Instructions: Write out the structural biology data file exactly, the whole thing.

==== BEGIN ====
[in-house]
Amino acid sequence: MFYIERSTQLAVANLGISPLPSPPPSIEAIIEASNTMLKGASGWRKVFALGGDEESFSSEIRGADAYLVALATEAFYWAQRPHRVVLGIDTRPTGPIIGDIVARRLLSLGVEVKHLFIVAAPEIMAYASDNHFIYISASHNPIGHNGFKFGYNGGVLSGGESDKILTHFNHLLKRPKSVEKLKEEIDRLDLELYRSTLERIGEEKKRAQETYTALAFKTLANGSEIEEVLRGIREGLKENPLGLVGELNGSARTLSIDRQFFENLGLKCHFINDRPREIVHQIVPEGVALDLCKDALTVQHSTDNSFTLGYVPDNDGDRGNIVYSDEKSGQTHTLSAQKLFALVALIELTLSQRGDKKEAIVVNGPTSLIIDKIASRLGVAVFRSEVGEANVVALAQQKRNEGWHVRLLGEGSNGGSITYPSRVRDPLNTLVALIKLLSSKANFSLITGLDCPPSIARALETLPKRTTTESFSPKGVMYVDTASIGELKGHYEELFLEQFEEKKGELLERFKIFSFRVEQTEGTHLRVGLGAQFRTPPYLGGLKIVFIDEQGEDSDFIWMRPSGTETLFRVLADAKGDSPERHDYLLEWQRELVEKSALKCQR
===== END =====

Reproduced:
[in-house]
Amino acid sequence: MFYIERSTQLAVANLGISPLPSPPPSIEAIIEASNTMLKGASGWRKVFALGGDEESFSSEIRGADAYLVALATEAFYWAQRPHRVVLGIDTRPTGPIIGDIVARRLLSLGVEVKHLFIVAAPEIMAYASDNHFIYISASHNPIGHNGFKFGYNGGVLSGGESDKILTHFNHLLKRPKSVEKLKEEIDRLDLELYRSTLERIGEEKKRAQETYTALAFKTLANGSEIEEVLRGIREGLKENPLGLVGELNGSARTLSIDRQFFENLGLKCHFINDRPREIVHQIVPEGVALDLCKDALTVQHSTDNSFTLGYVPDNDGDRGNIVYSDEKSGQTHTLSAQKLFALVALIELTLSQRGDKKEAIVVNGPTSLIIDKIASRLGVAVFRSEVGEANVVALAQQKRNEGWHVRLLGEGSNGGSITYPSRVRDPLNTLVALIKLLSSKANFSLITGLDCPPSIARALETLPKRTTTESFSPKGVMYVDTASIGELKGHYEELFLEQFEEKKGELLERFKIFSFRVEQTEGTHLRVGLGAQFRTPPYLGGLKIVFIDEQGEDSDFIWMRPSGTETLFRVLADAKGDSPERHDYLLEWQRELVEKSALKCQR